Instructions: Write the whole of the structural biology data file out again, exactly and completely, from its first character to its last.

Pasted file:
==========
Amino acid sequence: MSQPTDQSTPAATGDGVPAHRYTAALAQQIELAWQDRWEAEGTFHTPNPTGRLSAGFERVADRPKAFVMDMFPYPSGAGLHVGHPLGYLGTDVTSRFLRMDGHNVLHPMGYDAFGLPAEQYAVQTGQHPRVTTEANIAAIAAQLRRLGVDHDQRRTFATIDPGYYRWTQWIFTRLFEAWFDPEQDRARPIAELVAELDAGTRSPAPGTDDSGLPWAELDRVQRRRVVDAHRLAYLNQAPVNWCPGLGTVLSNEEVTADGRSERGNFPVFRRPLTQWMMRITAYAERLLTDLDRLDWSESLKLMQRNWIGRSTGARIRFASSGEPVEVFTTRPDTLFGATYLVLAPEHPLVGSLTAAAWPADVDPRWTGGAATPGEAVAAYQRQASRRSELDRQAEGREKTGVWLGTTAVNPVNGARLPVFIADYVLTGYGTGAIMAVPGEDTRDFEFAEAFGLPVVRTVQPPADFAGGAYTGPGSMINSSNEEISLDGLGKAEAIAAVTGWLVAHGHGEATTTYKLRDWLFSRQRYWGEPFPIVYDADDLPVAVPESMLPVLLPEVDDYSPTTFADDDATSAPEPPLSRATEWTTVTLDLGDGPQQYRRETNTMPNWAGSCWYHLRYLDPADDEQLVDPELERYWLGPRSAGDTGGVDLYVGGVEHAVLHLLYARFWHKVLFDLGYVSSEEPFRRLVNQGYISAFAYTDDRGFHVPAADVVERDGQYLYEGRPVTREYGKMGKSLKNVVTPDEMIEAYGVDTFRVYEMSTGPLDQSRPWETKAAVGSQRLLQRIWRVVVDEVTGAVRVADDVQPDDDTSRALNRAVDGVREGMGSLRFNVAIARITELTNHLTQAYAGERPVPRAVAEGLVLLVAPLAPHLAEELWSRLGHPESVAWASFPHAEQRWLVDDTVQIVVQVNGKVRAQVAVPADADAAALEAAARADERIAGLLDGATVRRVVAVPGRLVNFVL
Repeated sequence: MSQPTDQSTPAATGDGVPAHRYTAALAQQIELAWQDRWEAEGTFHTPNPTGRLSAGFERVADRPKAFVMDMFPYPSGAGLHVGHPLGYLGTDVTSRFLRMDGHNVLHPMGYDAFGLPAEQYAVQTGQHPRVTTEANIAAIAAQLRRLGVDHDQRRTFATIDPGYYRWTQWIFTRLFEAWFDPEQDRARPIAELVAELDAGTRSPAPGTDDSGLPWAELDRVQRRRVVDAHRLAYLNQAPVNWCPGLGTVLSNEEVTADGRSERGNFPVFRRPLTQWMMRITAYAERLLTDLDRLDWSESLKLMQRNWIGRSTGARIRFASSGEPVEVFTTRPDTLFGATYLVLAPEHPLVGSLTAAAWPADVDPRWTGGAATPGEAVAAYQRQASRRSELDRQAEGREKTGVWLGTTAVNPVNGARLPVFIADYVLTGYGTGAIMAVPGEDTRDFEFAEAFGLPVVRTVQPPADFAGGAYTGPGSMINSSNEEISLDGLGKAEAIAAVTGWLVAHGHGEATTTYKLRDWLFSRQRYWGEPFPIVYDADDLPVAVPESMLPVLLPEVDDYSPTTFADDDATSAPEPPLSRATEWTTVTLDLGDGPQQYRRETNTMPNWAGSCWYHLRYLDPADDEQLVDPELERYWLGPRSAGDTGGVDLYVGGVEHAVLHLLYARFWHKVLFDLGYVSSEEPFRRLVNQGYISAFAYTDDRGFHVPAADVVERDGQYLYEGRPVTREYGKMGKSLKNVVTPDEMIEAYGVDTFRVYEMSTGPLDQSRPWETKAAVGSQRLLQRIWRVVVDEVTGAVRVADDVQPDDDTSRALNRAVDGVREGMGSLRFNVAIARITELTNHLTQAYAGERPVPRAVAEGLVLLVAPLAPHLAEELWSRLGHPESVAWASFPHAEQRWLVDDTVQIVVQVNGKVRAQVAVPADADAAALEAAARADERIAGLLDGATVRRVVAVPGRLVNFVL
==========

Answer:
Amino acid sequence: MSQPTDQSTPAATGDGVPAHRYTAALAQQIELAWQDRWEAEGTFHTPNPTGRLSAGFERVADRPKAFVMDMFPYPSGAGLHVGHPLGYLGTDVTSRFLRMDGHNVLHPMGYDAFGLPAEQYAVQTGQHPRVTTEANIAAIAAQLRRLGVDHDQRRTFATIDPGYYRWTQWIFTRLFEAWFDPEQDRARPIAELVAELDAGTRSPAPGTDDSGLPWAELDRVQRRRVVDAHRLAYLNQAPVNWCPGLGTVLSNEEVTADGRSERGNFPVFRRPLTQWMMRITAYAERLLTDLDRLDWSESLKLMQRNWIGRSTGARIRFASSGEPVEVFTTRPDTLFGATYLVLAPEHPLVGSLTAAAWPADVDPRWTGGAATPGEAVAAYQRQASRRSELDRQAEGREKTGVWLGTTAVNPVNGARLPVFIADYVLTGYGTGAIMAVPGEDTRDFEFAEAFGLPVVRTVQPPADFAGGAYTGPGSMINSSNEEISLDGLGKAEAIAAVTGWLVAHGHGEATTTYKLRDWLFSRQRYWGEPFPIVYDADDLPVAVPESMLPVLLPEVDDYSPTTFADDDATSAPEPPLSRATEWTTVTLDLGDGPQQYRRETNTMPNWAGSCWYHLRYLDPADDEQLVDPELERYWLGPRSAGDTGGVDLYVGGVEHAVLHLLYARFWHKVLFDLGYVSSEEPFRRLVNQGYISAFAYTDDRGFHVPAADVVERDGQYLYEGRPVTREYGKMGKSLKNVVTPDEMIEAYGVDTFRVYEMSTGPLDQSRPWETKAAVGSQRLLQRIWRVVVDEVTGAVRVADDVQPDDDTSRALNRAVDGVREGMGSLRFNVAIARITELTNHLTQAYAGERPVPRAVAEGLVLLVAPLAPHLAEELWSRLGHPESVAWASFPHAEQRWLVDDTVQIVVQVNGKVRAQVAVPADADAAALEAAARADERIAGLLDGATVRRVVAVPGRLVNFVL
Repeated sequence: MSQPTDQSTPAATGDGVPAHRYTAALAQQIELAWQDRWEAEGTFHTPNPTGRLSAGFERVADRPKAFVMDMFPYPSGAGLHVGHPLGYLGTDVTSRFLRMDGHNVLHPMGYDAFGLPAEQYAVQTGQHPRVTTEANIAAIAAQLRRLGVDHDQRRTFATIDPGYYRWTQWIFTRLFEAWFDPEQDRARPIAELVAELDAGTRSPAPGTDDSGLPWAELDRVQRRRVVDAHRLAYLNQAPVNWCPGLGTVLSNEEVTADGRSERGNFPVFRRPLTQWMMRITAYAERLLTDLDRLDWSESLKLMQRNWIGRSTGARIRFASSGEPVEVFTTRPDTLFGATYLVLAPEHPLVGSLTAAAWPADVDPRWTGGAATPGEAVAAYQRQASRRSELDRQAEGREKTGVWLGTTAVNPVNGARLPVFIADYVLTGYGTGAIMAVPGEDTRDFEFAEAFGLPVVRTVQPPADFAGGAYTGPGSMINSSNEEISLDGLGKAEAIAAVTGWLVAHGHGEATTTYKLRDWLFSRQRYWGEPFPIVYDADDLPVAVPESMLPVLLPEVDDYSPTTFADDDATSAPEPPLSRATEWTTVTLDLGDGPQQYRRETNTMPNWAGSCWYHLRYLDPADDEQLVDPELERYWLGPRSAGDTGGVDLYVGGVEHAVLHLLYARFWHKVLFDLGYVSSEEPFRRLVNQGYISAFAYTDDRGFHVPAADVVERDGQYLYEGRPVTREYGKMGKSLKNVVTPDEMIEAYGVDTFRVYEMSTGPLDQSRPWETKAAVGSQRLLQRIWRVVVDEVTGAVRVADDVQPDDDTSRALNRAVDGVREGMGSLRFNVAIARITELTNHLTQAYAGERPVPRAVAEGLVLLVAPLAPHLAEELWSRLGHPESVAWASFPHAEQRWLVDDTVQIVVQVNGKVRAQVAVPADADAAALEAAARADERIAGLLDGATVRRVVAVPGRLVNFVL